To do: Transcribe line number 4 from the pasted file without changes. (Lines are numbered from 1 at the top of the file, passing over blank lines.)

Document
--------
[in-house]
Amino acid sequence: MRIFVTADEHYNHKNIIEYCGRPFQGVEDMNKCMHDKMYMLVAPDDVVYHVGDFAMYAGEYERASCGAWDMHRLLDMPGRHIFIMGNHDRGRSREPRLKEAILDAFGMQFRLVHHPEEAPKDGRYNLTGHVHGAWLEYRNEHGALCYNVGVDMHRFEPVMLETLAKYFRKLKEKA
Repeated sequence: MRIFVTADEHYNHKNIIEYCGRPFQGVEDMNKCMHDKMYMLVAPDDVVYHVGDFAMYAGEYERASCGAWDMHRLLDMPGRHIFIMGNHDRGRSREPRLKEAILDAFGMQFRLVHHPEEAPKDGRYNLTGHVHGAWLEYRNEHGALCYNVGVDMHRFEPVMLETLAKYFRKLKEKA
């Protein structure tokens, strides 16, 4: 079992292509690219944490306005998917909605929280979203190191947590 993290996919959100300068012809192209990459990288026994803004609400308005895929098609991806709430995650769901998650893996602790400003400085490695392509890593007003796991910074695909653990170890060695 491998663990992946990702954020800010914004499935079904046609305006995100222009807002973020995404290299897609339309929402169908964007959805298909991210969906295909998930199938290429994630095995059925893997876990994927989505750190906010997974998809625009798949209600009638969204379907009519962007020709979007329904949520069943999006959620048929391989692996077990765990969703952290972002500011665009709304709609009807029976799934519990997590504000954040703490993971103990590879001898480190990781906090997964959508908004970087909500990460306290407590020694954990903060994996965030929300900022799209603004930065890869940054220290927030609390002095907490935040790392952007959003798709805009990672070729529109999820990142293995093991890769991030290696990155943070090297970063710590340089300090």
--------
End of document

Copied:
């Protein structure tokens, strides 16, 4: 079992292509690219944490306005998917909605929280979203190191947590 993290996919959100300068012809192209990459990288026994803004609400308005895929098609991806709430995650769901998650893996602790400003400085490695392509890593007003796991910074695909653990170890060695 491998663990992946990702954020800010914004499935079904046609305006995100222009807002973020995404290299897609339309929402169908964007959805298909991210969906295909998930199938290429994630095995059925893997876990994927989505750190906010997974998809625009798949209600009638969204379907009519962007020709979007329904949520069943999006959620048929391989692996077990765990969703952290972002500011665009709304709609009807029976799934519990997590504000954040703490993971103990590879001898480190990781906090997964959508908004970087909500990460306290407590020694954990903060994996965030929300900022799209603004930065890869940054220290927030609390002095907490935040790392952007959003798709805009990672070729529109999820990142293995093991890769991030290696990155943070090297970063710590340089300090």